But is that even legal? Jolly, who is in a competitive reelection battle with former Gov. Charlie Crist (D), doesn't think so. As The Tampa Bay Times reports, he looked up at the TV while at a fundraiser Tuesday night, saw an image of him "shaking hands" with Trump, and threatened to sue the TV stations running it if they don't take it down.
"Not only have I never met Donald Trump," Jolly told the Times' Charlie Frago. "I don't own a red-and-white striped tie."
It's true you can't just run a political ad claiming something happened that didn't. The ad couldn't say, like, "Jolly says he'll vote for Trump," because Jolly has actually said he won't vote for Trump.
But you can exaggerate something that might happen to prove a point, political ad experts tell me.
The key is to make sure what you're dramatizing doesn't pass the believability test: Would a reasonable person actually think this is true? If so, media law says you've taken too much liberty with something.
If a reasonable person can tell it's fake, you're probably good to go. And in general, the courts have given political ad makers wide latitude to dramatize things.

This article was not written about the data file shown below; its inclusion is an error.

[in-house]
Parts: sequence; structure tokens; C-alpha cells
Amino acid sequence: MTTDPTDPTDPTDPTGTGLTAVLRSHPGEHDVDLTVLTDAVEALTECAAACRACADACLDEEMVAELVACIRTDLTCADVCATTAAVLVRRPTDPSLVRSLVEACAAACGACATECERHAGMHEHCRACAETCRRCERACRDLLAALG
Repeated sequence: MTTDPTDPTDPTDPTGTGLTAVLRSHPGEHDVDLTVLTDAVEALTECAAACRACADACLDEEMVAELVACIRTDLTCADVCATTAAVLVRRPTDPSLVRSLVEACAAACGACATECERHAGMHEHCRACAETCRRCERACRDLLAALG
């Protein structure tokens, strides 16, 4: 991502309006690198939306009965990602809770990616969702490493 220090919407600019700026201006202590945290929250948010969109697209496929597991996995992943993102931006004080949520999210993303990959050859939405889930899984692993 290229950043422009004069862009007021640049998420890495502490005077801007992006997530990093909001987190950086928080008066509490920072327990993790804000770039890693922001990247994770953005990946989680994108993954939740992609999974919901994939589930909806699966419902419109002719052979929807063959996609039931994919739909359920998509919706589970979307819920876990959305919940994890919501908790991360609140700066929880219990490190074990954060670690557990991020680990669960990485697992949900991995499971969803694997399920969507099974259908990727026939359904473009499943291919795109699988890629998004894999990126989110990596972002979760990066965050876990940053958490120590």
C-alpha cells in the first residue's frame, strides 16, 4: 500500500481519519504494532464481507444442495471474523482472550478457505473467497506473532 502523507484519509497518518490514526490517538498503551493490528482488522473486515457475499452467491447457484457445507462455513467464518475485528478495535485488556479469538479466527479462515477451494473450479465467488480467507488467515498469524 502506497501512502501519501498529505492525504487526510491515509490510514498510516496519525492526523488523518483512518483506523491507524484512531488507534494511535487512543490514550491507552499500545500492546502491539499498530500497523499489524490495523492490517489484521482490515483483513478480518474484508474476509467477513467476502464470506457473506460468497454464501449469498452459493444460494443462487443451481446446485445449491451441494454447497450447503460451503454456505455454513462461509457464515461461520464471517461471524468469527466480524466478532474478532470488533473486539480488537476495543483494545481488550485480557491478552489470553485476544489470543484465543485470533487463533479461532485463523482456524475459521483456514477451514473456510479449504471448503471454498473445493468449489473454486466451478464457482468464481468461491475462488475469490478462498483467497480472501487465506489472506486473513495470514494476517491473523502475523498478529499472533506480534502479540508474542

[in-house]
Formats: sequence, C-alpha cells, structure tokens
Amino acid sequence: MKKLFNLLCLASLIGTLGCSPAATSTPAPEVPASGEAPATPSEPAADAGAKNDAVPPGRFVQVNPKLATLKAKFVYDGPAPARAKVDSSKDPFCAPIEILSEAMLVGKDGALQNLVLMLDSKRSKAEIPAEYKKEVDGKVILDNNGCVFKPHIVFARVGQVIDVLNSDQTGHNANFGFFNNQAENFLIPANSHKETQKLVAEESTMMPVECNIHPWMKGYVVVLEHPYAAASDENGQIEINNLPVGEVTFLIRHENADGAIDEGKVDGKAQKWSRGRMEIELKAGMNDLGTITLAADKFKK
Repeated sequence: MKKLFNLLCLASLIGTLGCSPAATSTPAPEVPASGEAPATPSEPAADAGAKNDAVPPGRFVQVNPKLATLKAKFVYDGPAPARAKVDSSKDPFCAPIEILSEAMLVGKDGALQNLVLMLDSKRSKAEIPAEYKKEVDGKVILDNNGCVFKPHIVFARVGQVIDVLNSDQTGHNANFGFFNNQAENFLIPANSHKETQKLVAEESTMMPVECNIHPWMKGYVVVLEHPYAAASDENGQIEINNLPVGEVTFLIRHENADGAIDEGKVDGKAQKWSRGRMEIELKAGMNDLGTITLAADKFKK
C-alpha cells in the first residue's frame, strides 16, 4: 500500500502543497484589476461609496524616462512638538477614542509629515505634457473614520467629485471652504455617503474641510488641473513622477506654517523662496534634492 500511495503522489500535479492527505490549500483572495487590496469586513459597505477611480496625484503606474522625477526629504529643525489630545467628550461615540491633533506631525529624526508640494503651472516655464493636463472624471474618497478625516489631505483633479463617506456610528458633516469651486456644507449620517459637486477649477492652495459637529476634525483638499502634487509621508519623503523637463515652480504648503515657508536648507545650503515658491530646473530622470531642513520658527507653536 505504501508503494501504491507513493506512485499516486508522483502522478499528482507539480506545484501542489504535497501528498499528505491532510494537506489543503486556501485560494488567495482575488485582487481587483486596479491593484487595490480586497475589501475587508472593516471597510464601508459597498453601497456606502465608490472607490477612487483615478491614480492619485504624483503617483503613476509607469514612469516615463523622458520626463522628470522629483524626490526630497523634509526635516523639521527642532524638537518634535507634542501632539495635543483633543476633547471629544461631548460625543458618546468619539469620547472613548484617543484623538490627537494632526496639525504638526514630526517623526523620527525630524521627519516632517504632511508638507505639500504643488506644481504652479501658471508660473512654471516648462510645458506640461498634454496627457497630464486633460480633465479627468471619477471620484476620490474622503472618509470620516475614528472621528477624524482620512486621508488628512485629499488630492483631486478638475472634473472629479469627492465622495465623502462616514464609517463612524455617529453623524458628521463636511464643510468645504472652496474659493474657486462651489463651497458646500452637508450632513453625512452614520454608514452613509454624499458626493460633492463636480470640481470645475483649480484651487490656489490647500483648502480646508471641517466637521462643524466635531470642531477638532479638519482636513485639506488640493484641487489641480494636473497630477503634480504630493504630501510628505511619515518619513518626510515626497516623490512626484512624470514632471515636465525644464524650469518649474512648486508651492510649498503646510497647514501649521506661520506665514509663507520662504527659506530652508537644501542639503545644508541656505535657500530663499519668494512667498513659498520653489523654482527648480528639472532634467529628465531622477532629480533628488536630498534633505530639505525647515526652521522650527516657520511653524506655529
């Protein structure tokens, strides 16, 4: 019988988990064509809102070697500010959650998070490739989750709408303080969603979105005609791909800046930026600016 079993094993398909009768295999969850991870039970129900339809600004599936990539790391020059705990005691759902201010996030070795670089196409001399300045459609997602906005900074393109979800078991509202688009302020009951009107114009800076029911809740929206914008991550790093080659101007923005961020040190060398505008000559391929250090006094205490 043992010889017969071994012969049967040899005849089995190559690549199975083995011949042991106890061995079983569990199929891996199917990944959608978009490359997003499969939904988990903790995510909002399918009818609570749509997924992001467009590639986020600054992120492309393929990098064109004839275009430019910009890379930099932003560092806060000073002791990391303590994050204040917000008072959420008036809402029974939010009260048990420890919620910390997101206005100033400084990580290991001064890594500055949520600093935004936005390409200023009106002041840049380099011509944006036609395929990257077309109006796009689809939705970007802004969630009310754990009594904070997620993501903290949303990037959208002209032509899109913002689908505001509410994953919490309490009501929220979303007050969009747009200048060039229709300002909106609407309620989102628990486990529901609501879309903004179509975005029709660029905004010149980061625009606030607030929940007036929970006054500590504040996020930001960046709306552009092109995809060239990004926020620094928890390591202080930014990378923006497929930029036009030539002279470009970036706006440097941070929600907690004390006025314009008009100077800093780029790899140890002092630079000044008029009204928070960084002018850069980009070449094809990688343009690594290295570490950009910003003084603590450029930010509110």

Let's take the Jolly example. Do you watch this and think he actually shook hands with Trump?
Believability is in the eye of the beholder. But ad experts point out to me that the image of them "meeting" has the word "Dramatization" underneath it.
And the entire ad is framed as a "What if" scenario, asking viewers to "imagine" a Donald Trump presidency. If you're to follow the ad's logic, under that scenario, Jolly might be shaking hands with the president because he's a Republican and so is Trump. And here's what such a handshake would look like.
Jolly's lawyers don't see it this way. The Tampa Bay Times' Frago reports Jolly's attorney wrote a letter to Tampa NBC affiliate WFLA demanding they stop running the ad, calling it misleading and "patently false."
No word on whether the TV station has dropped it. Jolly is one of House Republicans' most endangered incumbents in 2016. He's in a seat redistricted to lean left, and he's burned bridges with the establishment in his party after he criticized it for its fundraising demands in a "60 Minutes" segment. Which means that while Democratic groups are pouring in more than a million to help Crist -- and run ads like the one in question -- Jolly can't count on the same firepower to fight back at an ad he hates.
And given what we know about media law, it's also not clear whether Jolly can effectively sue a TV station over it either.